5 Main Causes of Vision Loss

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5 Main Causes of Vision Loss

The most common eye diseases and conditions

Over 3.4 million people in the U.S. aged 40 and older are legally blind or have serious vision issues, and about 7% of kids under 18 have eye problems. Nearly 3% of these kids are blind or have impaired vision. Causes of Vision loss is a common disability in adults and children in the U.S.

The good news is that you can start taking care of your eyes at any age. Regular eye check-ups can catch problems early, and early diagnosis helps fix or slow down most eye issues. If your vision troubles last more than a few days or get worse, see an eye care professional.

Macular degeneration

Macular degeneration, also known as AMD or age-related macular degeneration, is an eye problem that affects how well you can see things in the middle of what you’re looking at. It hurts the macula, which is the central part of your eye’s retina responsible for seeing fine details. This condition is the top reason for vision loss in people over 60 years old.

There are two types of macular degeneration: wet and dry. Wet AMD occurs when strange blood vessels grow under the macula and leak blood and fluid, damaging the macula and causing a loss of central vision. Dry AMD involves the macula getting thinner over time, making your central vision blurry. Dry AMD is more common, making up 70% to 90% of cases.

Signs of AMD usually show up later in the disease and include:

  • Blurry central vision.
  • Dark or black spots in the middle of what you see.
  • Straight lines look wavy or curved.
  • While there isn’t a cure, treatment can slow down the disease or stop severe vision loss. Recently, there have been improvements in treating wet AMD using injections of anti-VEGF medications directly into the eye.


A cataract happens when your eye’s lens gets cloudy, making it hard to see clearly. It can happen in one or both eyes and is the top reason why some people can’t see well. In the U.S., it’s the main cause of vision problems that can be fixed.

Cataracts can affect anyone, even from birth, but they’re more common in people over 50.

Signs you might have a cataract include:

  • Vision becoming cloudy or blurry.
  • Seeing a glare around lights, especially at night,.
  • Trouble seeing well in the dark.
  • Being sensitive to bright lights.
  • lots of light for reading.
  • Noticing changes in how you see colors.
  • Frequently, you need to change your glasses.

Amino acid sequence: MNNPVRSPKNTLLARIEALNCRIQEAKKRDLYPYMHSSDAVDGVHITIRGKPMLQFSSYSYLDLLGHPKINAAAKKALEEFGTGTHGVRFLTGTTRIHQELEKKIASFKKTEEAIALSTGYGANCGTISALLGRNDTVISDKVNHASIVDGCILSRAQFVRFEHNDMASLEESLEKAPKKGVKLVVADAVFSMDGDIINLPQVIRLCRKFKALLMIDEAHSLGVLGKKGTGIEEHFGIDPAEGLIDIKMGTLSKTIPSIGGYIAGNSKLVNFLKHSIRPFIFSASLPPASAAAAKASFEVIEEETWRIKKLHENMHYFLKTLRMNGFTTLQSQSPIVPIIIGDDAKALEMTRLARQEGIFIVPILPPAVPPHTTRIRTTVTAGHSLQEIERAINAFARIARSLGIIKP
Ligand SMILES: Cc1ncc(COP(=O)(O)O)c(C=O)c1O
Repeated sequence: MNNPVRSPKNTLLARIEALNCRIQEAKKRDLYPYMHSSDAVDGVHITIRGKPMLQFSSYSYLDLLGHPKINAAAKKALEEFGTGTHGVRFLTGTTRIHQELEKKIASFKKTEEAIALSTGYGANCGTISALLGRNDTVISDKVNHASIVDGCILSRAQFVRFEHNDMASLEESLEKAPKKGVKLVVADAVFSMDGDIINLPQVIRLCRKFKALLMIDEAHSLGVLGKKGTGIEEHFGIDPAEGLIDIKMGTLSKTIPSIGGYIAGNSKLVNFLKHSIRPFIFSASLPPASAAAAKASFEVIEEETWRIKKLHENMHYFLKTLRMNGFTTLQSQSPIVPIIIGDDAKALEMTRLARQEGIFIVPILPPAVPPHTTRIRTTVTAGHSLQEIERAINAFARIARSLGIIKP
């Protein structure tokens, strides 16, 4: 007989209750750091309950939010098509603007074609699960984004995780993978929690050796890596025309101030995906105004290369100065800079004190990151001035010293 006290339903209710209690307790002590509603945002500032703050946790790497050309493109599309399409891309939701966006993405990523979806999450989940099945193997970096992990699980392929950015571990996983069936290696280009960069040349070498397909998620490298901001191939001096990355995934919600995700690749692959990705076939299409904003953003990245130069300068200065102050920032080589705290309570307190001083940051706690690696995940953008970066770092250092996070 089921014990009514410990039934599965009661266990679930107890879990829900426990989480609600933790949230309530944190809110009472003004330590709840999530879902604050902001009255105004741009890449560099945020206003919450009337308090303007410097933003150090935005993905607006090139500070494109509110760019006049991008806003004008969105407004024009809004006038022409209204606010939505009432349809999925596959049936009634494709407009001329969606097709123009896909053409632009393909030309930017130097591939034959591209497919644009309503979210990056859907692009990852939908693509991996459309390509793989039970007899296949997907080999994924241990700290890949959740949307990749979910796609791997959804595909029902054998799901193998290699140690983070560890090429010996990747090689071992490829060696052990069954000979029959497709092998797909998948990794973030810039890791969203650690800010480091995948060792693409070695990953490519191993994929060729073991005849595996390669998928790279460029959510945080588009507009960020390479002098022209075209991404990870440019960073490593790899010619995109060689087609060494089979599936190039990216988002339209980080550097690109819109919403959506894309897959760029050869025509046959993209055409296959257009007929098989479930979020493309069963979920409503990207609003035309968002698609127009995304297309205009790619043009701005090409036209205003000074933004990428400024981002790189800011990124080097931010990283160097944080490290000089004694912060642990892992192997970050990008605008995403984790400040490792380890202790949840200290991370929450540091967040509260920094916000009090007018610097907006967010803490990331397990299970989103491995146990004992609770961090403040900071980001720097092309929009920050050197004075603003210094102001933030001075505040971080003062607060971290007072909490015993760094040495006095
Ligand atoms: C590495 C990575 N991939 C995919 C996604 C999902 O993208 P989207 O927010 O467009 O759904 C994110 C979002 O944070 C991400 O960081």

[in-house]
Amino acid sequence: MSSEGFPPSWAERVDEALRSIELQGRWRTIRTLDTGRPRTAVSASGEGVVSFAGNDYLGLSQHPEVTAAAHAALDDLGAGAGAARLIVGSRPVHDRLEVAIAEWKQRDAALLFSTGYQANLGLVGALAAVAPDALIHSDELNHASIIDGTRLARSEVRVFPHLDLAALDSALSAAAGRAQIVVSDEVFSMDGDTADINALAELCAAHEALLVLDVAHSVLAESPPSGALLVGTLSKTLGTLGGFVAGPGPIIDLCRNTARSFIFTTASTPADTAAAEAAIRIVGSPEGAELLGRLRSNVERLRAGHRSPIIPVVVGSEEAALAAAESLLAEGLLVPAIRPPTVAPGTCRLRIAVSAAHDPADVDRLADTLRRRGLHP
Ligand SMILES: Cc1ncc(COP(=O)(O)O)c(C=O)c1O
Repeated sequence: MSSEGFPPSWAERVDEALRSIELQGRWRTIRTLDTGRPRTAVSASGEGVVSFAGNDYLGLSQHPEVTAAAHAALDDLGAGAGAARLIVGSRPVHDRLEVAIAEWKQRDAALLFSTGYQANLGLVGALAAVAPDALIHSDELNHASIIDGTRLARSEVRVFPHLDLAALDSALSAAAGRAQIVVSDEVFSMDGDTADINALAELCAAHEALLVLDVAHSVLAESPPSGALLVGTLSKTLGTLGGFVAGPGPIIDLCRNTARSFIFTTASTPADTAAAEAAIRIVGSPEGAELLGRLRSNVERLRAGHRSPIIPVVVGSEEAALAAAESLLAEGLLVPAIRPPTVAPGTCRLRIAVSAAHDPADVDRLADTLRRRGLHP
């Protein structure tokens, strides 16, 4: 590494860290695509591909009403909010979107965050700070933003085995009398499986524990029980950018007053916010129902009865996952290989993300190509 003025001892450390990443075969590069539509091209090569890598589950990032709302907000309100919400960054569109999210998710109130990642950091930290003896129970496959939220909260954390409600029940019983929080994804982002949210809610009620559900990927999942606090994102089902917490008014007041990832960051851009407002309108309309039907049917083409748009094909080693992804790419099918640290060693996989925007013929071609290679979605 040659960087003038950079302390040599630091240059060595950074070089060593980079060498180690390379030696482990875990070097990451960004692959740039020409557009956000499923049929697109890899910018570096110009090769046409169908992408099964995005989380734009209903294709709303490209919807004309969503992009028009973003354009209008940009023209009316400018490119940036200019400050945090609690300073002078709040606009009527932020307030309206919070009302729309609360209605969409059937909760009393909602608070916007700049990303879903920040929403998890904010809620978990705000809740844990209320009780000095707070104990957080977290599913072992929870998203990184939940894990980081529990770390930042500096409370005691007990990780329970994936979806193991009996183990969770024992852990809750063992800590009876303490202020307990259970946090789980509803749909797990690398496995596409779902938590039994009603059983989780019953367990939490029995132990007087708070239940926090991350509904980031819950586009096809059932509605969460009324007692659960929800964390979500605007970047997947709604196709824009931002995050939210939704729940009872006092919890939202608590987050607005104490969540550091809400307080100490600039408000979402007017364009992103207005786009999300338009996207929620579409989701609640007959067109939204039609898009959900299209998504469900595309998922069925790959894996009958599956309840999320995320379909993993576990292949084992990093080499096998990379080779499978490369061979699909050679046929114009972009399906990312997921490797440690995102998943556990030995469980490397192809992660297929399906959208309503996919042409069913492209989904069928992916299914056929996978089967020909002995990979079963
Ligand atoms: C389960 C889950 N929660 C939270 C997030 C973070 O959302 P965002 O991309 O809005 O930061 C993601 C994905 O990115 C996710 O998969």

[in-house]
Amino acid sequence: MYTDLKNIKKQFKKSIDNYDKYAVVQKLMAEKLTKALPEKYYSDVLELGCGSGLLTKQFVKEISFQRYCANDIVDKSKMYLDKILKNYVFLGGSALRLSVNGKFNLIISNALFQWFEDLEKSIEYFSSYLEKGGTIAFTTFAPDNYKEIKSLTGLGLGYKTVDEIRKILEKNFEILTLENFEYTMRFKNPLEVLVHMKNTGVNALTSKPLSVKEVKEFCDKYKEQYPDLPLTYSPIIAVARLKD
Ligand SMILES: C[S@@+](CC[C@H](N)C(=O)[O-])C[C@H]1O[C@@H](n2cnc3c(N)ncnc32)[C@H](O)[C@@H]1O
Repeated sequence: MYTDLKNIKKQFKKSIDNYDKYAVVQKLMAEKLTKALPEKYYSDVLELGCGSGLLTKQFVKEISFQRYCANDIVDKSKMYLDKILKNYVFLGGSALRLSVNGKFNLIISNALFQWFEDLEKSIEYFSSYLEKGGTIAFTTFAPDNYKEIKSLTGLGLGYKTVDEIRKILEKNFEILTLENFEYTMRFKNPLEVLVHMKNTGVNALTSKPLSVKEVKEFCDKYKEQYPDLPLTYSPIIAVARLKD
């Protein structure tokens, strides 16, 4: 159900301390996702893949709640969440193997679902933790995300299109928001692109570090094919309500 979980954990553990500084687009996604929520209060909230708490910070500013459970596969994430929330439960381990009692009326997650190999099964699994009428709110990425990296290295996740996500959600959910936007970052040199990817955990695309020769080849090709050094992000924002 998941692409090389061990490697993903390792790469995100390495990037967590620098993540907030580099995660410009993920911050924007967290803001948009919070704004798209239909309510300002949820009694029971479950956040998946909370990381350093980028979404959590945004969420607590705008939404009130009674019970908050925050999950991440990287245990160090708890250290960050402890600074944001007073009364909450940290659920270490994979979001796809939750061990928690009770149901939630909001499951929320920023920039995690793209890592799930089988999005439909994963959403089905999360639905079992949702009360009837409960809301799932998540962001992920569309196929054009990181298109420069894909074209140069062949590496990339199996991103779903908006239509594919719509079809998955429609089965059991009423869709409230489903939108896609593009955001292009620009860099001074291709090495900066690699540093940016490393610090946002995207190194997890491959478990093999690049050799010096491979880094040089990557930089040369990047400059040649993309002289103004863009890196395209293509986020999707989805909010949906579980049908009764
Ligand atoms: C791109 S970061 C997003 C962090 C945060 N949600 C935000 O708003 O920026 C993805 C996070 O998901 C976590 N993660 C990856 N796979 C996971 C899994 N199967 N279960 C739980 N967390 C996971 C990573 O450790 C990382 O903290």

The good news is that removing the cloudy lens and replacing it with a clear one works well. More than 90% of people see better after getting a cataract removed.


Glaucoma is an eye problem caused by too much pressure inside the eye. This pressure hurts the optic nerve, which sends visual messages to the brain. If glaucoma isn’t found and treated, it can make you lose vision or go blind in one or both eyes. Sometimes, it runs in families.

There are two main types of glaucoma. Open-angle glaucoma happens slowly, and you might not notice changes in your vision until it’s quite bad. Closed-angle glaucoma can happen suddenly, and it hurts a lot, causing quick vision loss.

Signs you might have glaucoma include:

  • Pain or pressure in your eyes.
  • Headaches.
  • Red eyes.
  • Seeing rainbow-colored circles around lights.
  • Having trouble with your vision, like it being blurry, tunnel vision, or having blind spots.
  • Feeling nauseous and throwing up.
  • Doctors try to lower eye pressure to treat glaucoma. This can include using special eye drops, Laser Eye Surgery
Diabetic retinopathy

Diabetic retinopathy is a problem that can make people with diabetes lose their vision or go blind. It affects the blood vessels in the back part of the eye, called the retina.

Anyone with diabetes can get this issue, so it’s really important for them to regularly check their eyes to catch it early.

Sometimes, there are no clear signs in the beginning. To treat it, people might need medicine, laser treatment, or surgery.

The good news is that in 90% of cases, blindness because of diabetes can be stopped. But if it’s not treated, diabetic retinopathy can lead to complete and permanent blindness.

Eye strain

When someone looks at a screen for a long time, their vision lose and get blurry. But don’t worry; this is usually not a permanent problem. Taking a break from the screen and letting your eyes rest can help.

You can prevent eye strain by following the 20-20-20 rule. This means every 20 minutes, look away from the screen at something about 20 feet away for about 20 seconds. Doing this simple practice can keep your eyes from getting tired and blurry.

Medications, eye drops, or surgery may be used to treat vision loss associated with eye problems.

In addition to keratitis, trauma, hyphema, uveitis, acute glaucoma, optic neuritis, papilledema, and retinal detachment, other conditions can cause sudden vision loss.

  • close or cover one eye.
  • squint the eyes or frown.
  • complain that things are blurry or hard to see.

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